Beck: It doesn't appear like the make up will change. Democrats control both chambers. They will most likely control both chambers. The House is more in play because there are fewer seats up for grabs and republicans feel like the democrats overspent the last session and that some votes on labor laws make them vulnerable, also the smoking issue in some districts. There are angry bar and restaurant owners who say they promise to make that an issue at the voting booth. But it doesn't look as if, especially if Obama carries this state, that republicans will take back control of either the Senate or the House. One thing that will be interesting is to see if all these college students who are headed into the polls, and most of them say they're voting for Barack Obama, if they vote straight party ticket that helps the democrats down the ballot and those legislative candidates. However, if they walk in and they don't know those local races, that may be not their home community and they vote just at the presidential race then there's no coattails.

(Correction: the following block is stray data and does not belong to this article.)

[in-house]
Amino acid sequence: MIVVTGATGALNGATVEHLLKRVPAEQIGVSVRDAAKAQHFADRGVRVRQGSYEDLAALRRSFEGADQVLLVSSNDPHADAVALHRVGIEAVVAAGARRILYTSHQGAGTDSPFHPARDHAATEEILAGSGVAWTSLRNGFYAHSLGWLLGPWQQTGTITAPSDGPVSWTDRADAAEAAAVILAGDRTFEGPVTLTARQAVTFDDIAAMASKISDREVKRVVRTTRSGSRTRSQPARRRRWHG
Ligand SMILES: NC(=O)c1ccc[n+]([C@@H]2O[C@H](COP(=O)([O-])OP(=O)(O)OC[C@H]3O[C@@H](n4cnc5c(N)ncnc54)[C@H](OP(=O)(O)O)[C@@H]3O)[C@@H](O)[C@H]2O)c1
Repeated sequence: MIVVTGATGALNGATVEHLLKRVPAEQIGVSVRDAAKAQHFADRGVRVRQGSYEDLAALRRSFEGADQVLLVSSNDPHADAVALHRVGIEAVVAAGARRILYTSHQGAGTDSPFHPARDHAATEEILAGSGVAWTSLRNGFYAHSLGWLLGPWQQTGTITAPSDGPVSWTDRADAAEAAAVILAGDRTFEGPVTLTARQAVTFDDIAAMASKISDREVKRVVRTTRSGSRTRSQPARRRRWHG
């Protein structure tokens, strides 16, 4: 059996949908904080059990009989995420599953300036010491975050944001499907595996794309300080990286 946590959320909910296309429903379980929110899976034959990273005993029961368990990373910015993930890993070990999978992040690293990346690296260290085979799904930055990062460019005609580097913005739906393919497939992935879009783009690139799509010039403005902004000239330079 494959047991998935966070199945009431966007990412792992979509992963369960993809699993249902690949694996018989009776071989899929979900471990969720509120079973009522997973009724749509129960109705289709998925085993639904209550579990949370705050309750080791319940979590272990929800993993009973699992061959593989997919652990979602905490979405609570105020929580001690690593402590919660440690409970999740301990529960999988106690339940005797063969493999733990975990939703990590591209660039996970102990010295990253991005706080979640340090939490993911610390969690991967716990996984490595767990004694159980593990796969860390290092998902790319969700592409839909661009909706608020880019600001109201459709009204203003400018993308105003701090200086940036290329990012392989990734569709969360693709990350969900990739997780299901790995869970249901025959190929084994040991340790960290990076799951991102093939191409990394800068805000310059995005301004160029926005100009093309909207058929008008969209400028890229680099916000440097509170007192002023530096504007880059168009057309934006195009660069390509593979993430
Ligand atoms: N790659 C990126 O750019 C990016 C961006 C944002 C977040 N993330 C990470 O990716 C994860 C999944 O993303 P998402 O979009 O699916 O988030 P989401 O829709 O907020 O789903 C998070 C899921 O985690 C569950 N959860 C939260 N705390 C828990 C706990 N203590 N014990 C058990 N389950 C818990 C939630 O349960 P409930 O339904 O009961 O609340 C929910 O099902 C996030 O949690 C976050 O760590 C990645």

Yeager: Right, that kind of throws out any of the logic of well if the democrats register so many they're going to clean house everywhere. We talk about a couple of issues, it's the economy really has been the issue throughout the state. But there's a couple of lawmakers or potential lawmakers, people who want to be, who are running strictly on that smoking issue. There has been some more talk about that this week. What has been going on with that?
Beck: Well, the Department of Public Health just recommended some changes to the rules that govern that law. And one of those would be that people could call in anonymously to say that there has been a smoking violation. Now, even if that complaint is made it has to be checked out by local law enforcement so it isn't an automatic mark on their record. However, there are some bar owners that are concerned that that could just be the competitor down the street trying to turn you in, the sheriff that doesn't like you. They don't like that. But there are other state departments that allow for anonymous complaints and think that that's a fundamental way to protect citizens, especially employees of bars that might want to turn their employer in.
Yeager: See how that goes. Jeneane Beck of Iowa Public Radio, thank you as always for stopping by.
Beck: Thank you.